A new drug in development for metabolic diseases could also benefit people with chronic myeloid leukaemia (CML).
Researchers found that targeting CML cells with MSDC-0160, a drug being tested for type 2 diabetes and Alzheimer’s disease, weakened the cells and could potentially make them more susceptible to cancer treatments. The study was led by the University of Glasgow and published in Nature Communications last week.
The team found CML stem cells used glucose to fuel their mitochondria and by doing so, the stem cells were able to evade current treatments.
To combat this, the CML stem cells were targeted using MSDC-0160, which prevents pyruvate (a molecule made from the breakdown of glucose) from getting into their mitochondria.
Lead study author Professor Vignir Helgason, from the University of Glasgow, said: “Research has shown that cancer cells often rely on increased uptake of specific nutrients – sugar, proteins or fats – to survive. This suggests that if we can use drugs to target that nutrient uptake, it may in turn improve cancer treatments.
“Our study investigated specific nutrient ‘addictions’ in CML cancer cells. We were able to reveal that CML cancer cells use an increased amount of glucose to support their nutritional needs. Encouragingly, we were also able to show that the same cancer cells were sensitive to a newly developed anti-diabetic drug that prevents a normal breakdown of glucose, blocking the cells’ ability to absorb it.”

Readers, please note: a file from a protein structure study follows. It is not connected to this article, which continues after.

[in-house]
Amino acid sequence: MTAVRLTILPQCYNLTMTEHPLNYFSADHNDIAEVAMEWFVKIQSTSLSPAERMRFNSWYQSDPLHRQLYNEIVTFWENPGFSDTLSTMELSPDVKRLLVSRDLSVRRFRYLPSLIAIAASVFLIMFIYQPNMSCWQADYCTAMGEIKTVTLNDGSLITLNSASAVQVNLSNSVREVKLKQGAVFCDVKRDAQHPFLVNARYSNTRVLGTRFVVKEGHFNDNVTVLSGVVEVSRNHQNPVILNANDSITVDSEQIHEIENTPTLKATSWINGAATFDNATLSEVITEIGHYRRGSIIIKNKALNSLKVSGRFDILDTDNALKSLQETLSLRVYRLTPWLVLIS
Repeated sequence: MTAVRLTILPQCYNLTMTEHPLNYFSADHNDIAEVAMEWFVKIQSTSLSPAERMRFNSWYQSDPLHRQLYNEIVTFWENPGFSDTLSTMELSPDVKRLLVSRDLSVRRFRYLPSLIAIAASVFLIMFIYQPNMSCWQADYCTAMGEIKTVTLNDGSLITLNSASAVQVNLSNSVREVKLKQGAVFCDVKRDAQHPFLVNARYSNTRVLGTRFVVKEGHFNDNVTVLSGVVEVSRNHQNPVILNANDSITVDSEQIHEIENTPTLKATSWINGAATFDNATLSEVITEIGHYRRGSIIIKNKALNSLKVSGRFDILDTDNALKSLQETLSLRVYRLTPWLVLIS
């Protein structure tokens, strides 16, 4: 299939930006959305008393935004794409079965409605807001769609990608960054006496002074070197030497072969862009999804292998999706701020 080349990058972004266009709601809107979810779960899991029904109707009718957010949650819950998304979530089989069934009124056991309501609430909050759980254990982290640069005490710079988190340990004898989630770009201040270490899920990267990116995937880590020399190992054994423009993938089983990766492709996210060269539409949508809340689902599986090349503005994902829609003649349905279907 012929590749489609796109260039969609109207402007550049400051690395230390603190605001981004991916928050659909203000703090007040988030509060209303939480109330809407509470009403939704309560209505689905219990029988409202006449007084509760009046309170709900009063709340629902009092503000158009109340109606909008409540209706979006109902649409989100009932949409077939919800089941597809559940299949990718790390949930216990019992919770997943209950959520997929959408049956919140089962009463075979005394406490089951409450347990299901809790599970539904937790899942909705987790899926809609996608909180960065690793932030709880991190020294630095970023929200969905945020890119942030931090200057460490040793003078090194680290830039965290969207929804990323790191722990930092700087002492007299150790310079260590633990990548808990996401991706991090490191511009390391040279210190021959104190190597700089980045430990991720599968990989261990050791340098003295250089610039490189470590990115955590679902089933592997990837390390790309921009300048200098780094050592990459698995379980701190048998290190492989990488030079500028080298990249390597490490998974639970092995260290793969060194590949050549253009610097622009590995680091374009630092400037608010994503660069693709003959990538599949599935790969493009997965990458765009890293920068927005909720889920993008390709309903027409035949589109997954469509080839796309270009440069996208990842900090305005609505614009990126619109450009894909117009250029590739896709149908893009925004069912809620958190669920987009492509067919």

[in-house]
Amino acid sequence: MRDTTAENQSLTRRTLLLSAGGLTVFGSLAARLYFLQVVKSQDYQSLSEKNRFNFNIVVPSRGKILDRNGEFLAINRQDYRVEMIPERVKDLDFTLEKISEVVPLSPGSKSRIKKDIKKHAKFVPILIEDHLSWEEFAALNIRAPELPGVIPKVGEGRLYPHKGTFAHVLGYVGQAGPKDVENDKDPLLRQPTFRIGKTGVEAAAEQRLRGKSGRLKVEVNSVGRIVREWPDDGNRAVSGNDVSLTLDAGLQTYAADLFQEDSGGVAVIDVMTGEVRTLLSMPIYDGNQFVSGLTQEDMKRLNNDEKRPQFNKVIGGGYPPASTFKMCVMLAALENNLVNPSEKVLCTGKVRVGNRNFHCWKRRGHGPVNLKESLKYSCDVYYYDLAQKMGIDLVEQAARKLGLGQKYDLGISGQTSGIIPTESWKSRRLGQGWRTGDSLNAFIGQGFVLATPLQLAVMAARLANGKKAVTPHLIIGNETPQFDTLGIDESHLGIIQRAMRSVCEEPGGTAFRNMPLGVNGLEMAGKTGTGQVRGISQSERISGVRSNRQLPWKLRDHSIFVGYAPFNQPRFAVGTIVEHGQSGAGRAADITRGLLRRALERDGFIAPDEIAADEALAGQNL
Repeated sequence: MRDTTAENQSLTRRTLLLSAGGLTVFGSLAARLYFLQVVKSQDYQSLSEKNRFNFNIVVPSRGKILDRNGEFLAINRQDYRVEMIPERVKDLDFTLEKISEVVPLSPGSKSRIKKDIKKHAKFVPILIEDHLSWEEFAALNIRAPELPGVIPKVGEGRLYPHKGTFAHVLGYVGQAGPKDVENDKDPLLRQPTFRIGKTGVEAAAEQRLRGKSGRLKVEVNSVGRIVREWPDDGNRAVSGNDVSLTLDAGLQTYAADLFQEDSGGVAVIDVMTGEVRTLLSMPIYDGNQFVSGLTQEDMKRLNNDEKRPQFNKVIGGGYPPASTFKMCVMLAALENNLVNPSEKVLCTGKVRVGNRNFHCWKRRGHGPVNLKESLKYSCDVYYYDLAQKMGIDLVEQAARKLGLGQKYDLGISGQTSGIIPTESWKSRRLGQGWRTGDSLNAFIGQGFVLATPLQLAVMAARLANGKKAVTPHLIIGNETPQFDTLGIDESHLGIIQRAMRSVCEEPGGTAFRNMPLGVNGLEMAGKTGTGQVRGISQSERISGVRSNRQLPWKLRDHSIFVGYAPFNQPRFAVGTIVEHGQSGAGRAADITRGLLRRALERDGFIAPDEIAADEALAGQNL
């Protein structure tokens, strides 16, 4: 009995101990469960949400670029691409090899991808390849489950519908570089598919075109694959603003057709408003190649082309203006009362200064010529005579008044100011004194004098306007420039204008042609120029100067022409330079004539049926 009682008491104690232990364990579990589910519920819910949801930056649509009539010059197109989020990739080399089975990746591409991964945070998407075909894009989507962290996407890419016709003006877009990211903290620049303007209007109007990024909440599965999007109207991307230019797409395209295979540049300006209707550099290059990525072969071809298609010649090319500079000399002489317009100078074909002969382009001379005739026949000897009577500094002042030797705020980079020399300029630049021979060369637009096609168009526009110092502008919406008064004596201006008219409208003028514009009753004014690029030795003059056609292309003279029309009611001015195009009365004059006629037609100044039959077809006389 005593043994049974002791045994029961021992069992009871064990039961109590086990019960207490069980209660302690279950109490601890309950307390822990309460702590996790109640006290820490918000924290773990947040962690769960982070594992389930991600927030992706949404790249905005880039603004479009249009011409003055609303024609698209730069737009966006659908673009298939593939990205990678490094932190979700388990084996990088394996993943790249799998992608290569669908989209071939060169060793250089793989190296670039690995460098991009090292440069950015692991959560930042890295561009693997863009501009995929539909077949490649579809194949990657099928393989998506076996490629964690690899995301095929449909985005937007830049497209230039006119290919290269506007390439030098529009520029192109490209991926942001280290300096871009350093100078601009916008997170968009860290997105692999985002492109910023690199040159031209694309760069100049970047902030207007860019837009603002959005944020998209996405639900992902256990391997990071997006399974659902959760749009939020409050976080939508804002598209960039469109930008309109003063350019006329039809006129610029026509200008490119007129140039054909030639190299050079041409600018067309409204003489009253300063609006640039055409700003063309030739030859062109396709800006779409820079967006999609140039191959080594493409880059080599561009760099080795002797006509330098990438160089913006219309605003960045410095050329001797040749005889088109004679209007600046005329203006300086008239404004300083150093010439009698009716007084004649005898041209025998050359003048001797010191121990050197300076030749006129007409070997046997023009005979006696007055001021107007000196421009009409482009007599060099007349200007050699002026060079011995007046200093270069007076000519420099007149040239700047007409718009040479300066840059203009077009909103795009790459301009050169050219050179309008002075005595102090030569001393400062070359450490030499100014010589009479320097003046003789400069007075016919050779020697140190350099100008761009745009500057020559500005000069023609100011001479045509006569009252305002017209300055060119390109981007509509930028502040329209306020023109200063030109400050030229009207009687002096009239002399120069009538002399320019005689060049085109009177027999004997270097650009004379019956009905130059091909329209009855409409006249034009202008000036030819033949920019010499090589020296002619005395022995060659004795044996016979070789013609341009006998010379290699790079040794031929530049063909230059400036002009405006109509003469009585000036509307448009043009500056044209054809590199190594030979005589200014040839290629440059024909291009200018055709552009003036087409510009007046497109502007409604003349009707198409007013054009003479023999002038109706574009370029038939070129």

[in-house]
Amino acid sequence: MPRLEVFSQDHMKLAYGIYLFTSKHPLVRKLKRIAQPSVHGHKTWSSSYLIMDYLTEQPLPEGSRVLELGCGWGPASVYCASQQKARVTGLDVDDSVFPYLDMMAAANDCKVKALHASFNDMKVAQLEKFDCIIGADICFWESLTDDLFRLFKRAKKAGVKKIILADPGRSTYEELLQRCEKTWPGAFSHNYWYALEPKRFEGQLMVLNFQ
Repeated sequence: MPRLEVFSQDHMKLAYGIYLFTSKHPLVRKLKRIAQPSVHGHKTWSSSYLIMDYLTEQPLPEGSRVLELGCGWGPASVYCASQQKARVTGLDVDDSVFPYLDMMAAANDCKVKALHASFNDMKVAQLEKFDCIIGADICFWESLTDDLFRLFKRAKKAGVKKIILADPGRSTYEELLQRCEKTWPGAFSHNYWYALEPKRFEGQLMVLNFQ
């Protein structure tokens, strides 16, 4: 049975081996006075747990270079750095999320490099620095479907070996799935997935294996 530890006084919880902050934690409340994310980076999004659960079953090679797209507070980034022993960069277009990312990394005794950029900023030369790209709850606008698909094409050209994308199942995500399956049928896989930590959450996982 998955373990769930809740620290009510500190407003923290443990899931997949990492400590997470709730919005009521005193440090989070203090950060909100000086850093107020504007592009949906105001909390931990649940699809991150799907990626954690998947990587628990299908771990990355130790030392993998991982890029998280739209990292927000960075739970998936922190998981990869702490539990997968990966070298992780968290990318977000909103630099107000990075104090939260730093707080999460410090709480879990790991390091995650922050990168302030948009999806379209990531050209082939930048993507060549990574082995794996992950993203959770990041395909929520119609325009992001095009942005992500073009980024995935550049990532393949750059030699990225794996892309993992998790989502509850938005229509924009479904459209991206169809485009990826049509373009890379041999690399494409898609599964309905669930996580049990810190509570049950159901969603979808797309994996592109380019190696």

Dr Kevin Rattigan, co-author, from the University of Glasgow’s School of Cancer Sciences, added: “Our study has revealed that the addiction to glucose is an Achilles heel for the CML stem cells that are resistant to current therapies. We were also able to show that a newly developed drug can prevent CML stem cells using glucose for energy. This breakthrough may lead to improved therapy options and outcomes for patients.”
Rattigan KM, Brabcova Z, Sarnello D, Zarou MM, Roy K, Kwan R, de Beauchamp L, Dawson A, Ianniciello A, Khalaf A, Kalkman ER, Scott MT, Dunn K, Sumpton D, Michie AM, Copland M, Tardito S, Gottlieb E, Vignir Helgason G. (2023) “Pyruvate anaplerosis is a targetable vulnerability in persistent leukaemic stem cells.” Nature Communications, doi: 10.1038/s41467-023-40222-z.
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